Thousands of children endure ‘horrific conditions’ in conflict zones: UN report |
The dangers outlined in the report include conflict escalation, military coups and annexations, protracted and new conflicts, as well as violations of international law. Cross-border conflict and violence between communities also affect the protection of children, especially in the Lake Chad Basin and Central Sahel regions.
The report highlights nearly 24,000 verified serious violations against children, averaging around 65 violations per day. The killing and abuse of children was the most verified serious offense, followed by the recruitment and use of children and the denial of humanitarian access.
The places where most children will be affected by serious violations in 2021 are Afghanistan, the Democratic Republic of Congo (DRC), Israel and the Occupied Palestinian Territories, Somalia, Syria and Yemen.
© Paddy Dowling
Scars for life
“There are no words strong enough to describe the terrible conditions that children in armed conflict endure,” said the Secretary-General’s Special Representative for Children and Armed Conflict, Virginia Gamba. .
“Survivors will be affected for life with deep physical and emotional scars. But we must not let these numbers discourage our efforts. They should serve as an incentive to strengthen our resolve to end and prevent serious violations of children. This report is a call to action to strengthen our work to better protect children in armed conflict and ensure that they have a real chance to recover and thrive.”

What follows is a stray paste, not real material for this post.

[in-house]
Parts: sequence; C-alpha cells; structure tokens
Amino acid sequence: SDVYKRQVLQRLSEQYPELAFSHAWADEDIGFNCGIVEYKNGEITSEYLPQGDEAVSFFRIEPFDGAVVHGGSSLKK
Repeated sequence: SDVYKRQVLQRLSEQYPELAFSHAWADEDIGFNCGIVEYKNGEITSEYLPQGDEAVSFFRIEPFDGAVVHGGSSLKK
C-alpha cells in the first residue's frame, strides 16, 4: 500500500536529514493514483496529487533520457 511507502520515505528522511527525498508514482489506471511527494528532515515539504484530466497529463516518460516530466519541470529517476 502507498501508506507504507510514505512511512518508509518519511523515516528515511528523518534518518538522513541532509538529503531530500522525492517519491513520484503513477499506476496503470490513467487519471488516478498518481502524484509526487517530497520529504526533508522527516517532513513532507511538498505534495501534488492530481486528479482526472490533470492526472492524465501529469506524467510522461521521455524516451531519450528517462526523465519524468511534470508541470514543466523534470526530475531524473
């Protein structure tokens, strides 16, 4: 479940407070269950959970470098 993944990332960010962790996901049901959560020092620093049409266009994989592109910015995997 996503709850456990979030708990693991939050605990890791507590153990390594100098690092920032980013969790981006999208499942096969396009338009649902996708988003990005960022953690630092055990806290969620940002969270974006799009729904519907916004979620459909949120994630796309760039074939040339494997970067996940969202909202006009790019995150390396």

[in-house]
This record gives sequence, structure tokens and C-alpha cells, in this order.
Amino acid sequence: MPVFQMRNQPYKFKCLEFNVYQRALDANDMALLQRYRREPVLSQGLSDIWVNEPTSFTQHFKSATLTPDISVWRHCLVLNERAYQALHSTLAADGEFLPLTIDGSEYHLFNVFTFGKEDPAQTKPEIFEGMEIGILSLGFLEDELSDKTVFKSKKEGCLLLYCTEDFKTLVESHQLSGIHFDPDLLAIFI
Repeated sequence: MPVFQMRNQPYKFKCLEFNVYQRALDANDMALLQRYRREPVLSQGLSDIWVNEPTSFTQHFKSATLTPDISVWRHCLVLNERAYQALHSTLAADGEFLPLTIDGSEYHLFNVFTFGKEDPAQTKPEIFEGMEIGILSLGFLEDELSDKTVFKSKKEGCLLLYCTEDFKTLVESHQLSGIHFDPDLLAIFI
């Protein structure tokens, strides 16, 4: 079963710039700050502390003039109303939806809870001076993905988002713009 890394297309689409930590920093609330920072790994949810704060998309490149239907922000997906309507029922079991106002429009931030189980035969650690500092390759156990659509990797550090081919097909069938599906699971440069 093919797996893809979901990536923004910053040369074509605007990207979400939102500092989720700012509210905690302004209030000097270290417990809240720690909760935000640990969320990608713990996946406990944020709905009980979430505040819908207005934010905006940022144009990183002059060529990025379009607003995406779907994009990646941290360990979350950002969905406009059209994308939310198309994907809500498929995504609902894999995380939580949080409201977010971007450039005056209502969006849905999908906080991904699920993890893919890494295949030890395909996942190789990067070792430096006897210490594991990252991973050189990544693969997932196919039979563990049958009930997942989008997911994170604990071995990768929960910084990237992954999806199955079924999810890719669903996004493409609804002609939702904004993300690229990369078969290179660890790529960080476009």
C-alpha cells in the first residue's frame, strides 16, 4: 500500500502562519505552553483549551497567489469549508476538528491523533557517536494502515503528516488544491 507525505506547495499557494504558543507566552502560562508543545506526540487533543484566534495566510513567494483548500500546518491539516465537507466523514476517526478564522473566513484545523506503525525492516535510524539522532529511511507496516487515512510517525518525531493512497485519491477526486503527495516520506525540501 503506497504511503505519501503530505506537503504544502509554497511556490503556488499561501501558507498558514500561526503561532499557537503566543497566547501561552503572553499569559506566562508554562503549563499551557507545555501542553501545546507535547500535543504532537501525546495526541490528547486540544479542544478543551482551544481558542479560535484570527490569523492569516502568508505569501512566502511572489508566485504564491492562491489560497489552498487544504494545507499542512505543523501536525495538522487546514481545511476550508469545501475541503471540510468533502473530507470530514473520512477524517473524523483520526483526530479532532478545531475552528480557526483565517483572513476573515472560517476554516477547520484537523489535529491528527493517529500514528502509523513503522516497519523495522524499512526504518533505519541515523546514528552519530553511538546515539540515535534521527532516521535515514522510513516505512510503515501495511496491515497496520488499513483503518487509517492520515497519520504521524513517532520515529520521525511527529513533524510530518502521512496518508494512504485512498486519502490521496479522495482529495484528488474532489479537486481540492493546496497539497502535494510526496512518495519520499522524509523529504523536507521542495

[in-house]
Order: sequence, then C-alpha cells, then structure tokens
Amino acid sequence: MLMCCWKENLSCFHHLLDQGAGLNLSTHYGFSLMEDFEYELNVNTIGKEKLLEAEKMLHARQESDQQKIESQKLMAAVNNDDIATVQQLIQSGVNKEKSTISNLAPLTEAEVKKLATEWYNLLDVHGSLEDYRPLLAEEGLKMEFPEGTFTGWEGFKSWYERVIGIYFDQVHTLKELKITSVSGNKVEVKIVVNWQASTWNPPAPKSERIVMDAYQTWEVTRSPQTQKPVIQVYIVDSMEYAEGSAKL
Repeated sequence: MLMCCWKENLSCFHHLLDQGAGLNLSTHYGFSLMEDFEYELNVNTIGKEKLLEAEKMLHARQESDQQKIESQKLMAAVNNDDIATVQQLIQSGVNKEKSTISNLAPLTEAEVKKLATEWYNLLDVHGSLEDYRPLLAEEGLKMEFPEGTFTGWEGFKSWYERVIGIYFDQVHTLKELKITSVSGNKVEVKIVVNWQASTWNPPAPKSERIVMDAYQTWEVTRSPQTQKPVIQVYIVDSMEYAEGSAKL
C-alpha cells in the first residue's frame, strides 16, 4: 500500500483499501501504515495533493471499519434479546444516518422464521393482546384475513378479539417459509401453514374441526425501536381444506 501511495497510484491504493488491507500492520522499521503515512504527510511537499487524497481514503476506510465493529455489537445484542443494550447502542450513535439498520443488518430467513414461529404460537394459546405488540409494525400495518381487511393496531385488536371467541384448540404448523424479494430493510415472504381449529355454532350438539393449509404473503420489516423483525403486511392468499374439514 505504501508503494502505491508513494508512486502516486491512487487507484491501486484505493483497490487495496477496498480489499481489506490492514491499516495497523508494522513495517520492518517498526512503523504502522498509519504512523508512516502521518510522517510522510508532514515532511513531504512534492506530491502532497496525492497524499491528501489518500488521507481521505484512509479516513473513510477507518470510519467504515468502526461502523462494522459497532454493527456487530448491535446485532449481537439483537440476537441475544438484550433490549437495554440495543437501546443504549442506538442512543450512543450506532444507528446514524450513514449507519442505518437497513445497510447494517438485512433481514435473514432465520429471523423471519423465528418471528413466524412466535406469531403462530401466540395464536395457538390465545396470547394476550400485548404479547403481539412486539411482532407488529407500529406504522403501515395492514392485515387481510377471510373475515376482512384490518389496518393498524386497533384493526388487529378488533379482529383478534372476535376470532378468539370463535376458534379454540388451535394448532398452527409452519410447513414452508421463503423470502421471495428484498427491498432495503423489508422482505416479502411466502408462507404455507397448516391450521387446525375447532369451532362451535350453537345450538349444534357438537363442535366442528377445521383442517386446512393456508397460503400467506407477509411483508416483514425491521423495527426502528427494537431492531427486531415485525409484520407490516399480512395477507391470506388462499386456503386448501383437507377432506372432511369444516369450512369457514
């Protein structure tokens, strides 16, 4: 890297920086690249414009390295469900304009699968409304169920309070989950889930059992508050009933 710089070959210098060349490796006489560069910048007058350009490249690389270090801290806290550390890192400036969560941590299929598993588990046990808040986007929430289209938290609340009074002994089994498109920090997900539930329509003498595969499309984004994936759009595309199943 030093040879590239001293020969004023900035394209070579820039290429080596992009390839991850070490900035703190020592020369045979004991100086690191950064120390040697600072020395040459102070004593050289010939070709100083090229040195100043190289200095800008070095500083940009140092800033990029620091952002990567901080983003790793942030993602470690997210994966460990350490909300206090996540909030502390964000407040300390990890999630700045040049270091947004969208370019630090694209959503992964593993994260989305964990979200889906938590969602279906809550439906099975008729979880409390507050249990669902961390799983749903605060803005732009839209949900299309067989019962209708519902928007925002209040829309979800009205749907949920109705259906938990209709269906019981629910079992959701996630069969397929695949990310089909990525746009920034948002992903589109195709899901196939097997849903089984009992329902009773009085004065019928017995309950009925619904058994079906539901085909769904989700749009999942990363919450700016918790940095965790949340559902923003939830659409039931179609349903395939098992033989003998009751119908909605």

Ms. Gamba explained that boys and girls often face different risks, an important factor to understand when developing prevention and response strategies.
UNMISS / Nektarios Markogiannis
Ukraine among new areas of concern
Two types of violations show strong increases in 2021: kidnapping and sexual violence, including rape, both increase by 20%.
Attacks on schools and hospitals also show an increase, plus the pandemic. More than 2,800 children have been detained for fact or alleged links to conflict parties, making them particularly vulnerable to torture, sexual violence and other abuses.
Ethiopia, Mozambique and Ukraine, which have been added to the Secretary-General’s Annual Report as situations of concern, reflect the powerful impact of hostile acts on children in these regions.
In addition, the Secretary-General requested increased monitoring of violations against children in the Central Sahel Region, similar to his request for the Lake Chad Basin region by 2020.
© Paddy Dowling
‘Peace must prevail’
Amid the list of violations, progress has been made in several areas. Overall, 12,214 children were released from armed forces and groups in countries including Central African Republic, Colombia, DRC, Myanmar and Syria.
The Special Representative highlighted the importance of providing children liberated from the armed forces and appropriate support groups for their reintegration into their communities.
“Parties involved in peace processes and discussions should consider integrating the rights and needs of children into their negotiations and eventual agreements, as that is still the way to go. only to achieve a lasting peace,” continued Gamba, praising the current ceasefire in the Yemen Conflict as an example.
“When peace is lost, children are the first to pay the price of this tragic loss,” she declared. “It is more important than ever to take action to protect our children and ensure their safer and better future.”